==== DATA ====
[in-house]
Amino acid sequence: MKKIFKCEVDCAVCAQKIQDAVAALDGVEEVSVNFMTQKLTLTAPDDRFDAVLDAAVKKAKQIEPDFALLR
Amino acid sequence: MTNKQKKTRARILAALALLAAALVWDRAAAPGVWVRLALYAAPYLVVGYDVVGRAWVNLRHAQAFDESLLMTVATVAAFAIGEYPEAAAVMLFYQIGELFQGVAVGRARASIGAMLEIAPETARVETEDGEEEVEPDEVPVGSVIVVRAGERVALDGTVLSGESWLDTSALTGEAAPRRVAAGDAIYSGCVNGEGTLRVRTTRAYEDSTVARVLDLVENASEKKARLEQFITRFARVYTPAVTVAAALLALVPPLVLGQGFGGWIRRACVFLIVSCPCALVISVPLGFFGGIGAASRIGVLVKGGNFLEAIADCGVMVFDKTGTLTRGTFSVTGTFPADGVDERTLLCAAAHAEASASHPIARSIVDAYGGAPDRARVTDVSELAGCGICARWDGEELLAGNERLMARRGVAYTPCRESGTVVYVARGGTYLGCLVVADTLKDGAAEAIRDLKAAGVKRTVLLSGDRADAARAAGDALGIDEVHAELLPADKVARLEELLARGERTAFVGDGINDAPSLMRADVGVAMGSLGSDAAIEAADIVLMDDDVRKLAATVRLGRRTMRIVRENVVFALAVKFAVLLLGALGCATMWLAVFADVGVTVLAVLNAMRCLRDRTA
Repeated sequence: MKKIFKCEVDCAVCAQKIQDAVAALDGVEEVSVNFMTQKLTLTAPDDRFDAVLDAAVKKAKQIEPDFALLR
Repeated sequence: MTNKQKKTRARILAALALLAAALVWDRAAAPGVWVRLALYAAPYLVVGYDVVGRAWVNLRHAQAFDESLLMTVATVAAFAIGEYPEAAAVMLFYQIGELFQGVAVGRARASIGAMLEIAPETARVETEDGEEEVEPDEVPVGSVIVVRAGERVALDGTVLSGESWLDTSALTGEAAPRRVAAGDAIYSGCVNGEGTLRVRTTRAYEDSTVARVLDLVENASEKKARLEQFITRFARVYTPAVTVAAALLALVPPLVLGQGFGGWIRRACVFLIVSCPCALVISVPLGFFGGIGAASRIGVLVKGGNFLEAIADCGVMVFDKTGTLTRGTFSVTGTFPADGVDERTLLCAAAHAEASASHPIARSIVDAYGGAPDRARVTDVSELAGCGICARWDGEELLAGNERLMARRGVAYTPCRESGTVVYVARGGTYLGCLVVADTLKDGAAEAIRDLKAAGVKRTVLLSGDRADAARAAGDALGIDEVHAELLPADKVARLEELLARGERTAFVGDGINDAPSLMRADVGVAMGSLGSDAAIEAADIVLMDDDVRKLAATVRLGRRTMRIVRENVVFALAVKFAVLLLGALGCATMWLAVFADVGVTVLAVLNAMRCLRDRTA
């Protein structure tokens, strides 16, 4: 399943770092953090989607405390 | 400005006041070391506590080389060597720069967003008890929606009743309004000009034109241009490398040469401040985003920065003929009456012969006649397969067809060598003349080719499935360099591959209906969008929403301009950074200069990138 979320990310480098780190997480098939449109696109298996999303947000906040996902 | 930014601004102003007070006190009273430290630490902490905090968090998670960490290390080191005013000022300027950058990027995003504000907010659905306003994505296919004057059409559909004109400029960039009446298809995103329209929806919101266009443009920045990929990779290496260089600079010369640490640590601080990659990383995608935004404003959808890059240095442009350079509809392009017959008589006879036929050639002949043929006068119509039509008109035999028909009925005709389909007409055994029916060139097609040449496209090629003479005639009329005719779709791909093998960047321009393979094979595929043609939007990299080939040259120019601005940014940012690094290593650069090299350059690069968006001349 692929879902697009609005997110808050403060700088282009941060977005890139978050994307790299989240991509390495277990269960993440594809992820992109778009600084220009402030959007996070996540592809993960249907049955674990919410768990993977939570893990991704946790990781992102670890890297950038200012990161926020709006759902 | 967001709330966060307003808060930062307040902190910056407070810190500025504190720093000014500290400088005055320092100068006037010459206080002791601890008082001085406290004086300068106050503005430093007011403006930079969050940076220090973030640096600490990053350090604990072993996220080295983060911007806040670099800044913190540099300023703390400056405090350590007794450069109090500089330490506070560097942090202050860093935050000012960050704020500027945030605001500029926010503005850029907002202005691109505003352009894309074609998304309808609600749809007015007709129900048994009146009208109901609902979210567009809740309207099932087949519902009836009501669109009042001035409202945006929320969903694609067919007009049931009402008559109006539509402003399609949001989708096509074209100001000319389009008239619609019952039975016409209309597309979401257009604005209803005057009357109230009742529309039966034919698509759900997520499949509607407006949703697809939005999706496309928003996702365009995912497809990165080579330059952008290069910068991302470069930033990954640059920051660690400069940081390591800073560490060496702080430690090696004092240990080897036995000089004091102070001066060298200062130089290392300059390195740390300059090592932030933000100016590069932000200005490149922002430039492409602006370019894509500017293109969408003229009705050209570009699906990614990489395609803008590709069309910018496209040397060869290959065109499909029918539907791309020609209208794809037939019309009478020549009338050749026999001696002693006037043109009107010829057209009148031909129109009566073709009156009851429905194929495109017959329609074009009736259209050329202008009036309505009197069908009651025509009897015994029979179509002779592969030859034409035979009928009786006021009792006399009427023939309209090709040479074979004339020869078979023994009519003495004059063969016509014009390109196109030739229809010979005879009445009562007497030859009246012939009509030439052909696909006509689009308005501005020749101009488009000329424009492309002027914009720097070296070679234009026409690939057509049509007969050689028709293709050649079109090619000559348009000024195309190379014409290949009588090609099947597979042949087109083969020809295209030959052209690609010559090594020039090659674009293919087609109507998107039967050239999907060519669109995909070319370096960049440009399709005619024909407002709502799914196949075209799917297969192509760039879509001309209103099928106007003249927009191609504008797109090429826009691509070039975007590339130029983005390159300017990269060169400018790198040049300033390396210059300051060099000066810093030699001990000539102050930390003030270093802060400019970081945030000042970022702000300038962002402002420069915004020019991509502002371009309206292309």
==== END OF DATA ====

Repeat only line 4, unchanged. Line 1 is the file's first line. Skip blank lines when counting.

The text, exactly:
Repeated sequence: MKKIFKCEVDCAVCAQKIQDAVAALDGVEEVSVNFMTQKLTLTAPDDRFDAVLDAAVKKAKQIEPDFALLR